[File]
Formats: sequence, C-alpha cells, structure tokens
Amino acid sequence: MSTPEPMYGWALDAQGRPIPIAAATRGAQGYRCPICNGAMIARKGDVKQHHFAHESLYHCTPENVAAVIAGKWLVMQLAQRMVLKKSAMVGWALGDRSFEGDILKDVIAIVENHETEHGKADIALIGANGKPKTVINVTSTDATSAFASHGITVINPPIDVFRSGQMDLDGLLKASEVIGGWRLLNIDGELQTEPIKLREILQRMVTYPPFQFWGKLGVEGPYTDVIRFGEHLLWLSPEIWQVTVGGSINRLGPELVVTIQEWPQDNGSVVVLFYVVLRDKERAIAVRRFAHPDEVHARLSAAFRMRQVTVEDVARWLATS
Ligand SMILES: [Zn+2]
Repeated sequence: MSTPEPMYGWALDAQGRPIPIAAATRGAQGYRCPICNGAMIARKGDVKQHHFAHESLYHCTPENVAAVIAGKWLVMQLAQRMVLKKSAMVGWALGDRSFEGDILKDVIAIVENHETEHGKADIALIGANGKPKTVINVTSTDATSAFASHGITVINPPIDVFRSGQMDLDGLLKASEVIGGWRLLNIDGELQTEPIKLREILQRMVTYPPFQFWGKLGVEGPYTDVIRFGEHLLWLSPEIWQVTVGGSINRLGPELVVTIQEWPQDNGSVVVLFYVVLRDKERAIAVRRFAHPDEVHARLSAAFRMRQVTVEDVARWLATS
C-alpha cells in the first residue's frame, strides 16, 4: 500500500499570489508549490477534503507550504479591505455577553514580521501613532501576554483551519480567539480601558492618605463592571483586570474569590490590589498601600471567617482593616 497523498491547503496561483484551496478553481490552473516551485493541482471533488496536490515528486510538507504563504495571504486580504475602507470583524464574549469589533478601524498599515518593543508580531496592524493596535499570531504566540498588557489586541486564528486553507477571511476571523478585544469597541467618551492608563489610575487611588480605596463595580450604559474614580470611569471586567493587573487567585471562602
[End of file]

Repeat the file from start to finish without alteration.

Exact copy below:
Formats: sequence, C-alpha cells, structure tokens
Amino acid sequence: MSTPEPMYGWALDAQGRPIPIAAATRGAQGYRCPICNGAMIARKGDVKQHHFAHESLYHCTPENVAAVIAGKWLVMQLAQRMVLKKSAMVGWALGDRSFEGDILKDVIAIVENHETEHGKADIALIGANGKPKTVINVTSTDATSAFASHGITVINPPIDVFRSGQMDLDGLLKASEVIGGWRLLNIDGELQTEPIKLREILQRMVTYPPFQFWGKLGVEGPYTDVIRFGEHLLWLSPEIWQVTVGGSINRLGPELVVTIQEWPQDNGSVVVLFYVVLRDKERAIAVRRFAHPDEVHARLSAAFRMRQVTVEDVARWLATS
Ligand SMILES: [Zn+2]
Repeated sequence: MSTPEPMYGWALDAQGRPIPIAAATRGAQGYRCPICNGAMIARKGDVKQHHFAHESLYHCTPENVAAVIAGKWLVMQLAQRMVLKKSAMVGWALGDRSFEGDILKDVIAIVENHETEHGKADIALIGANGKPKTVINVTSTDATSAFASHGITVINPPIDVFRSGQMDLDGLLKASEVIGGWRLLNIDGELQTEPIKLREILQRMVTYPPFQFWGKLGVEGPYTDVIRFGEHLLWLSPEIWQVTVGGSINRLGPELVVTIQEWPQDNGSVVVLFYVVLRDKERAIAVRRFAHPDEVHARLSAAFRMRQVTVEDVARWLATS
C-alpha cells in the first residue's frame, strides 16, 4: 500500500499570489508549490477534503507550504479591505455577553514580521501613532501576554483551519480567539480601558492618605463592571483586570474569590490590589498601600471567617482593616 497523498491547503496561483484551496478553481490552473516551485493541482471533488496536490515528486510538507504563504495571504486580504475602507470583524464574549469589533478601524498599515518593543508580531496592524493596535499570531504566540498588557489586541486564528486553507477571511476571523478585544469597541467618551492608563489610575487611588480605596463595580450604559474614580470611569471586567493587573487567585471562602